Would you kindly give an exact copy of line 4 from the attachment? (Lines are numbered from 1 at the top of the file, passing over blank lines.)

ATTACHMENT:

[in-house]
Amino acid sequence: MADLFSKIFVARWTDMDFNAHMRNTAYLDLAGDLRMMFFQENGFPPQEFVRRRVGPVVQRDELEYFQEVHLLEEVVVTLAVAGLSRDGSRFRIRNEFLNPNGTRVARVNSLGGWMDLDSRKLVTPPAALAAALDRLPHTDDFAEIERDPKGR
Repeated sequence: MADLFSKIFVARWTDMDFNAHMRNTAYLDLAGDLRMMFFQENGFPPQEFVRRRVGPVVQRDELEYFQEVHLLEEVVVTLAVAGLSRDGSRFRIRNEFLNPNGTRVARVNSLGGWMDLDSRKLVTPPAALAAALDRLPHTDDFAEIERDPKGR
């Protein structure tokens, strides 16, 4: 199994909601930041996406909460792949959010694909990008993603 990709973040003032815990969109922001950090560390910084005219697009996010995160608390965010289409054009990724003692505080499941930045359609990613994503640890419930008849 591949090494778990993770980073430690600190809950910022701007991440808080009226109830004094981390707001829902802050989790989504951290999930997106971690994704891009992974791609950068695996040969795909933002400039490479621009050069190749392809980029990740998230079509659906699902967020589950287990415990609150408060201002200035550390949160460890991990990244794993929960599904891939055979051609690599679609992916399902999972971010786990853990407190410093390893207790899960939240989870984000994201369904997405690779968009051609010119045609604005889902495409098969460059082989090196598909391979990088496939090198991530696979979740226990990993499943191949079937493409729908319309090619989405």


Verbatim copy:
């Protein structure tokens, strides 16, 4: 199994909601930041996406909460792949959010694909990008993603 990709973040003032815990969109922001950090560390910084005219697009996010995160608390965010289409054009990724003692505080499941930045359609990613994503640890419930008849 591949090494778990993770980073430690600190809950910022701007991440808080009226109830004094981390707001829902802050989790989504951290999930997106971690994704891009992974791609950068695996040969795909933002400039490479621009050069190749392809980029990740998230079509659906699902967020589950287990415990609150408060201002200035550390949160460890991990990244794993929960599904891939055979051609690599679609992916399902999972971010786990853990407190410093390893207790899960939240989870984000994201369904997405690779968009051609010119045609604005889902495409098969460059082989090196598909391979990088496939090198991530696979979740226990990993499943191949079937493409729908319309090619989405």